My Dad is fond of telling the urban myth of a man who saw cockroaches in the aisle of a plane while traveling for business and wrote an angry letter to the airline demanding that they fix their problem. In response, he received a wonderful letter apologizing for his experience and assuring him that the plane had been fumigated and given an intense cleaning so no other travelers would have the same bad experience with that plane. He finished reading the letter feeling very impressed with the airline’s level of customer service and care...until he flipped over the letter and noticed a sticky note that said, “Send this idiot the standard cockroach letter.”
None of us would ever want a visitor or commenter to have an experience like this on our congregation’s social media pages or website, but without a plan for how we will respond to all sorts of comments—satisfied, insulting, or frustrated—we can inadvertently end up responding with our own “standard cockroach letter.” Most positive responses are easy to deal with—offering a pleased “We’re glad you joined us!” or “Thanks for getting involved in this discussion” is easy. But negative responses and interpersonal conflict in comment threads are much harder to handle. To avoid failing while dealing with these, there are a few things we should think about.
“No response” is a response.
Some congregations and organizations choose to not respond when something negative happens in the comments section of their posts, or when someone leaves a negative review. This can seem like a smart strategy, as it keeps the organization from appearing confrontational or insincere. It’s especially tempting to ignore these things when you can be certain that it’s not someone from inside your group who has left the comment. Social media managers may feel that it’s better to let a casual commenter be ignored or even be attacked by others rather than risk offending members.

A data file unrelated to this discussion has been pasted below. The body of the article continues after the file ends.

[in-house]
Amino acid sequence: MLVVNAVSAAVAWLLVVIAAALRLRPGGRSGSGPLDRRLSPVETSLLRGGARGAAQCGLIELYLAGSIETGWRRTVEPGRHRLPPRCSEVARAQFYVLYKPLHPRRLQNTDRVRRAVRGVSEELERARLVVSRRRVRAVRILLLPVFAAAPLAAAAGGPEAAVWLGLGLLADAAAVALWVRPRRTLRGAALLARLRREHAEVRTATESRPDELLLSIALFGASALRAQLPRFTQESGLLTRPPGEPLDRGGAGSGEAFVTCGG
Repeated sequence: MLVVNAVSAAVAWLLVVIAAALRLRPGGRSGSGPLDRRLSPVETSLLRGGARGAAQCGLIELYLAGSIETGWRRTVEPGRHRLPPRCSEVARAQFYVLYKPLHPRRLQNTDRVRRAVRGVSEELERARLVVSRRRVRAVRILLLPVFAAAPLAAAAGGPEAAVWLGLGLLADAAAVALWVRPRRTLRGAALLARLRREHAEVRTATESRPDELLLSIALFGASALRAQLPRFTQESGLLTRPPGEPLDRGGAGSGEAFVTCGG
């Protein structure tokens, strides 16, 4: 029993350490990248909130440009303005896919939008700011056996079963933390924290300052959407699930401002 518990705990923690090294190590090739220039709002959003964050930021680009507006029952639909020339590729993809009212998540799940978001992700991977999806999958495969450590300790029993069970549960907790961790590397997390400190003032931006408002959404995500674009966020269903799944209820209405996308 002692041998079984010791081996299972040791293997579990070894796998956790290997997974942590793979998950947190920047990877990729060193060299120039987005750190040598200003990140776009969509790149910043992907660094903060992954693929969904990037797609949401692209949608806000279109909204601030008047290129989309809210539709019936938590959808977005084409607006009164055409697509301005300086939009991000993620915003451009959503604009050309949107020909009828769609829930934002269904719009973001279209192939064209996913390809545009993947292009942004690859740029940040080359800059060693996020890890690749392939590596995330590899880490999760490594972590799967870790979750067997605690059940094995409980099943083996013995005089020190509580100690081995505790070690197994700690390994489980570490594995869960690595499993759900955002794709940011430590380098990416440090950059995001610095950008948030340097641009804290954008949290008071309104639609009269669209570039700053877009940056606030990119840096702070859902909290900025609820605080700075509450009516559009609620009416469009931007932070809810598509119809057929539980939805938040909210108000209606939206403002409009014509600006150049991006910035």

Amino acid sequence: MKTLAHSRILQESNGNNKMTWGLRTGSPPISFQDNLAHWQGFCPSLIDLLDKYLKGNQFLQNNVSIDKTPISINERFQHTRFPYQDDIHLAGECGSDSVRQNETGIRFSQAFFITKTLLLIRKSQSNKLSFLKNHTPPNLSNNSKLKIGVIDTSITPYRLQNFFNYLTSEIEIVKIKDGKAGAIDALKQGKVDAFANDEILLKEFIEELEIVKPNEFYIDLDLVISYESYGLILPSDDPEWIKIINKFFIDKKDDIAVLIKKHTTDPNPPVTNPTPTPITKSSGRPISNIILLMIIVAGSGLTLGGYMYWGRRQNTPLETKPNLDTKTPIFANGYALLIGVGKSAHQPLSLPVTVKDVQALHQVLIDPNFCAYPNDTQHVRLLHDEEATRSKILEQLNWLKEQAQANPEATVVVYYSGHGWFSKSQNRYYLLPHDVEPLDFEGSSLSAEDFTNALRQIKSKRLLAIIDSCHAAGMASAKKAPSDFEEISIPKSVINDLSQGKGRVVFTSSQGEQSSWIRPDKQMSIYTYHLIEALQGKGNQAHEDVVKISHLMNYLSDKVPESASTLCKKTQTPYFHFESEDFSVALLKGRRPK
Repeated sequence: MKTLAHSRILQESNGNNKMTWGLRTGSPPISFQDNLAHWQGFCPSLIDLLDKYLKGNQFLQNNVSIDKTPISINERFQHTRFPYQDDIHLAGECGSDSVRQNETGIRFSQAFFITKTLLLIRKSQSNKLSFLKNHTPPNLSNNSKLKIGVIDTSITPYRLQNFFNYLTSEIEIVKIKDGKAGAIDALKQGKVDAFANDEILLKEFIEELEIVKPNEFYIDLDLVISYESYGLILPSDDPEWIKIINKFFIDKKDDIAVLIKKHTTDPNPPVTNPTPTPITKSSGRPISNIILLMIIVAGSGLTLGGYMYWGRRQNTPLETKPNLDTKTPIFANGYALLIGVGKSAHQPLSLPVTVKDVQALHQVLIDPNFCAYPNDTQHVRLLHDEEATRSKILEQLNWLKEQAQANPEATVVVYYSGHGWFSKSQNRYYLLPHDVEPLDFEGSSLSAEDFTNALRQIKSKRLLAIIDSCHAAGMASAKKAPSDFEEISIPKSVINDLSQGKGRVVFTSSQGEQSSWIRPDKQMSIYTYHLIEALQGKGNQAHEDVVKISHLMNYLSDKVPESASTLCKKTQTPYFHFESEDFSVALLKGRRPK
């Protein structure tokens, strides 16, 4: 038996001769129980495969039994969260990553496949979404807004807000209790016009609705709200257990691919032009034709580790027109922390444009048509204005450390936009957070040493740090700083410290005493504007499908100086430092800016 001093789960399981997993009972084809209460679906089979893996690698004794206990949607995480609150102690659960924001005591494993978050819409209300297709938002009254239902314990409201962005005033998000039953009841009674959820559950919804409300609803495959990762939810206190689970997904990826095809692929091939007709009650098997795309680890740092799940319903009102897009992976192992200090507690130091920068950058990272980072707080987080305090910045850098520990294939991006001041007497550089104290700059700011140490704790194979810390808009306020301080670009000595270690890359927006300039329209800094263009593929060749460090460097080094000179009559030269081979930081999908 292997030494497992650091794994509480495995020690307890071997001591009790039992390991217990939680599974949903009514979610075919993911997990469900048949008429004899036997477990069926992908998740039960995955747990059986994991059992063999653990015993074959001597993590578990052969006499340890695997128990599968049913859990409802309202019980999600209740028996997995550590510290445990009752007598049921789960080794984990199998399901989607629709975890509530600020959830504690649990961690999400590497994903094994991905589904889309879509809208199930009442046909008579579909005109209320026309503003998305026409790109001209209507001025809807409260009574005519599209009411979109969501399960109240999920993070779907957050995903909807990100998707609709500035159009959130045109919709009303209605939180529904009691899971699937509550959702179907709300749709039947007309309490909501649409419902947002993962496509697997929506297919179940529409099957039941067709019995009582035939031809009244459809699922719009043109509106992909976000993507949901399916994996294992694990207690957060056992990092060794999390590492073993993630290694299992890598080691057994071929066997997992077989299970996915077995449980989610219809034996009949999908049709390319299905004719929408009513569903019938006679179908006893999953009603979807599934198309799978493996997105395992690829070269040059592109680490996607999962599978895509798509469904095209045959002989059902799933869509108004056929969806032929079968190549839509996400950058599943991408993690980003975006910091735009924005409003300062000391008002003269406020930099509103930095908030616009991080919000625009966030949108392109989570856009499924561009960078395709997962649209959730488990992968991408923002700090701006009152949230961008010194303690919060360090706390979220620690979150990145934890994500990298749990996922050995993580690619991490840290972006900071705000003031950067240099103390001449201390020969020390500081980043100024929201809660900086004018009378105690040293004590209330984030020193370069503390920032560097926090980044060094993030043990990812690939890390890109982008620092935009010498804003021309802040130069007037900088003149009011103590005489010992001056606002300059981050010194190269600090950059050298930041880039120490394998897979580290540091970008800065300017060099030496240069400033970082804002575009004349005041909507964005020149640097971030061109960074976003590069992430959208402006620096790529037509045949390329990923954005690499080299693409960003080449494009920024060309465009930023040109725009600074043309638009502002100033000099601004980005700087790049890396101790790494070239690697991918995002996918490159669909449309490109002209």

Refusing to step in and either redirect the conversation or remind your followers to “play nicely” tells the visitor and others that the leadership is uninterested in actually leading, doesn’t care about those outside of the group, or actually approves of what is being said. It doesn’t matter if that’s what the leaders actually feel—the impression is what matters.
How you and your followers interact on your page is an advertisement.
Your carefully designed ad campaigns or social posts are important, but the way your page admins and followers interact with each other and visitors is where your real reputation comes from. Keep in mind that what goes on in “private” groups is also very easily shared outside of your group as well. Do you kindly but firmly shut down gossip? Do you deal with controversy in a healthy way? Do you identify and deal with repeat offenders in a way that prevents abuse? All of those choices are what people are really looking at, rather than your beautiful new logo or ad.
You are in a relationship with your commenters.